Is The Joker really a just dog chasing cars?

I’ve been thinking about this for quite a while, but I’ve never gotten the chance to actually write about it. When I watched The Dark Knight for the I don’t know how many-th time, I noticed something. In the scene where The Joker is telling the people in the boats to blow up the opposite boat, he’s reading his plan from a piece of paper.

At that point I thought “wait a minute… if this is his plan, why does he need to read it from a piece of paper?” That made me see everything that The Joker did with different eyes.

Capture

For example, in one scene he says “do I really look like a guy with a plan?” followed by “I’m just a dog chasing cars.” But is he? He is one step ahead of everyone at all times (in his own words, “he’s just ahead of the curve”). For example, when he was captured, he had already planted a bomb inside someone’s stomach, and he blew up the entire police station, while sending other people to capture Harvey and Rachel, and counting that Batman would interrogate him so that he would have to make a choice.

That’s the most obvious example, but the thing is that you don’t need to go any further than the opening sequence. There, The Joker prepares this very complex bank robbery, with clear instructions to kill every other clown, with a very tight timing (this is shown when he knows the exact time and spot where the bus will crash into the building).

Another example is when Bruce finds the police officers tied up inside the apartment. He sets the alarm so that the blinds open, calling the attention of the police officers at exactly the same time where they were hoping to kill the major.

So, some people keep telling that The Joker was just a dog chasing cars, or an agent of chaos who just wanted to see the world burn, but I’m pretty sure that’s not the case at all. I’d even dare to say that the movie was written in such a way that Nolan selling the idea that The Joker is a simple character with no clear goals that just does things “for the lulz.”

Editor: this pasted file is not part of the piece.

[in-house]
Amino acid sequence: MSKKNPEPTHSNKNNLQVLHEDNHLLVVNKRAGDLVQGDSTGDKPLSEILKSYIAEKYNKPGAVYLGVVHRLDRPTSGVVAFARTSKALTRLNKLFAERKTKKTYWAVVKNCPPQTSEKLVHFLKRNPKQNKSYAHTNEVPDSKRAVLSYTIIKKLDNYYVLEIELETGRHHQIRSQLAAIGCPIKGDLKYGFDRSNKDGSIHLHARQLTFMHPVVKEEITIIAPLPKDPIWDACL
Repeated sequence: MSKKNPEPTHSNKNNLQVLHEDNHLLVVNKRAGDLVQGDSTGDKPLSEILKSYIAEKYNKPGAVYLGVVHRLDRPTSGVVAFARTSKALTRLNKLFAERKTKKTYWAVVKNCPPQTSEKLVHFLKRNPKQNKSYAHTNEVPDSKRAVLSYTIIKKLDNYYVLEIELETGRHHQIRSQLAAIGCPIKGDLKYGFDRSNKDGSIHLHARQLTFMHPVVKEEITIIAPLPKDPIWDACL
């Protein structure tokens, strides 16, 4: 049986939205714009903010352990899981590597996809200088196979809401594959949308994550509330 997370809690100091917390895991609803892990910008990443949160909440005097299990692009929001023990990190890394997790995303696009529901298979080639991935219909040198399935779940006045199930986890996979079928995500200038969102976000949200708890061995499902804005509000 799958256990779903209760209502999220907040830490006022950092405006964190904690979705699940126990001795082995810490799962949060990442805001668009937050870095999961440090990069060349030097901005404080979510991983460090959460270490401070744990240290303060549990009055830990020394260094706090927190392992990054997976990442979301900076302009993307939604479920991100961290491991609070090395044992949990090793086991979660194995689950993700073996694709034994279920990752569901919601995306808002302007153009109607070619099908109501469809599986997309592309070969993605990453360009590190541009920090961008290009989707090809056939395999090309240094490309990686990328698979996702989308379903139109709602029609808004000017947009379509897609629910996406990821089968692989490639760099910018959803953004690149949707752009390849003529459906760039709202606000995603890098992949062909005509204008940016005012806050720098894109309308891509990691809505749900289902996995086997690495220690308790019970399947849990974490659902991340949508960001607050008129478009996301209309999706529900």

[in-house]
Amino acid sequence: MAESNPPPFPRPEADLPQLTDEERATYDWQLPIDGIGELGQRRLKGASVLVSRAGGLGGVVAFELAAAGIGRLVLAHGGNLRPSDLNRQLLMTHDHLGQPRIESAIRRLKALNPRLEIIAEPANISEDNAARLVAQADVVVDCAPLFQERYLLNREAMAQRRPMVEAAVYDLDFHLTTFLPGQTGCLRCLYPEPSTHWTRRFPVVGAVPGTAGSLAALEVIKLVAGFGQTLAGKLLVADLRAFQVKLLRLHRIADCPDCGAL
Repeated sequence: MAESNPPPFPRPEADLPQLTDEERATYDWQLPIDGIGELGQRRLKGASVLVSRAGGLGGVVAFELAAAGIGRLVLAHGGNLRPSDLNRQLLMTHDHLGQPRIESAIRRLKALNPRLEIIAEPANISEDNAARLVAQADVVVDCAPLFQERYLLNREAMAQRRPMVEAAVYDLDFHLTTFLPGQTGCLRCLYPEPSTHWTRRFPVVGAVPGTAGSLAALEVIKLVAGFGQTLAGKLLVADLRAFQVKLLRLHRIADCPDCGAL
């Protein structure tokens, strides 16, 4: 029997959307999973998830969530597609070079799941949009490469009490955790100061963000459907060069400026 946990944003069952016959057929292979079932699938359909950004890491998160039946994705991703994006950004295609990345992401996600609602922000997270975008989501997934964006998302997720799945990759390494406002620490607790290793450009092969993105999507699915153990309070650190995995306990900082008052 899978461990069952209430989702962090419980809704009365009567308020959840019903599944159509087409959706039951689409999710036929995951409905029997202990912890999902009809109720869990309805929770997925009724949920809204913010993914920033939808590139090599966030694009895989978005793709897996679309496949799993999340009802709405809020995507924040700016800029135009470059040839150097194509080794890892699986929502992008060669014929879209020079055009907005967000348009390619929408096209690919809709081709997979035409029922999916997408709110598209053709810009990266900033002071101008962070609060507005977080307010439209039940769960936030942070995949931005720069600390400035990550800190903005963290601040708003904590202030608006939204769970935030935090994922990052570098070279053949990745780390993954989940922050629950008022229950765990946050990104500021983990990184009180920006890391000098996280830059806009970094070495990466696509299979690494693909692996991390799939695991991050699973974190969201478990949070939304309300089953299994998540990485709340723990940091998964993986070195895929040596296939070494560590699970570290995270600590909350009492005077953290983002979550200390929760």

15b04-forthelulz

Personally, I don’t believe in “evil for the sake of evil” characters because they are a cheap cop out or an over-simplification. I mean, can’t get any cheaper than “he does what he does because he just wants to see the world burn.” That’s not an antagonist. That’s a cartoon villain: You don’t need to know anything about him except that he’s evil, and that he’s evil so that our hero can be the good guy.

Granted that I am not entirely familiar with The Joker from the comics, but considering how grounded in reality Nolan’s movies are, I don’t think The Joker from the comics should be any point of reference: In the comics, Ra’s Al-Ghul gains immortality from his Lazarus pit, but in the movies, Ra’s Al-Ghul somewhat “mocks” the idea, unless he wasn’t actually mocking it, but telling him that Ra’s Al-Ghul is supposedly immortal. After all, he tells Bruce that “If you make yourself more than just a man, if you devote yourself to an ideal and if they can’t stop you, then you become something else entirely. A legend, Mr. Wayne, a legend.” Maybe with these words he’s telling Bruce “the legend of Ra’s Al-Ghul.”

So, after this very long introduction, I am thininkg… What if The Joker in Nolan’s trilogy was in fact a member of The League of Shadows (or someone working for someone else, for that matter)?